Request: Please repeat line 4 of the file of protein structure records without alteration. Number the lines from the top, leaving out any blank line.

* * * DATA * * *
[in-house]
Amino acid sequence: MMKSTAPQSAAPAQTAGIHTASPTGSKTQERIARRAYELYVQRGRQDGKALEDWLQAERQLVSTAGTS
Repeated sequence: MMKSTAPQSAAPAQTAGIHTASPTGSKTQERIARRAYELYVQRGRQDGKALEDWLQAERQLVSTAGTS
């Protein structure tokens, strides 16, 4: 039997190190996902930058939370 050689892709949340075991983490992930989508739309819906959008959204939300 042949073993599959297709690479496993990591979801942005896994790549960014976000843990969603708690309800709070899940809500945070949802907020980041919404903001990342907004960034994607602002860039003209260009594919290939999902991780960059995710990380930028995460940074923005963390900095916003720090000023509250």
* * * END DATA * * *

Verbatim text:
């Protein structure tokens, strides 16, 4: 039997190190996902930058939370 050689892709949340075991983490992930989508739309819906959008959204939300 042949073993599959297709690479496993990591979801942005896994790549960014976000843990969603708690309800709070899940809500945070949802907020980041919404903001990342907004960034994607602002860039003209260009594919290939999902991780960059995710990380930028995460940074923005963390900095916003720090000023509250």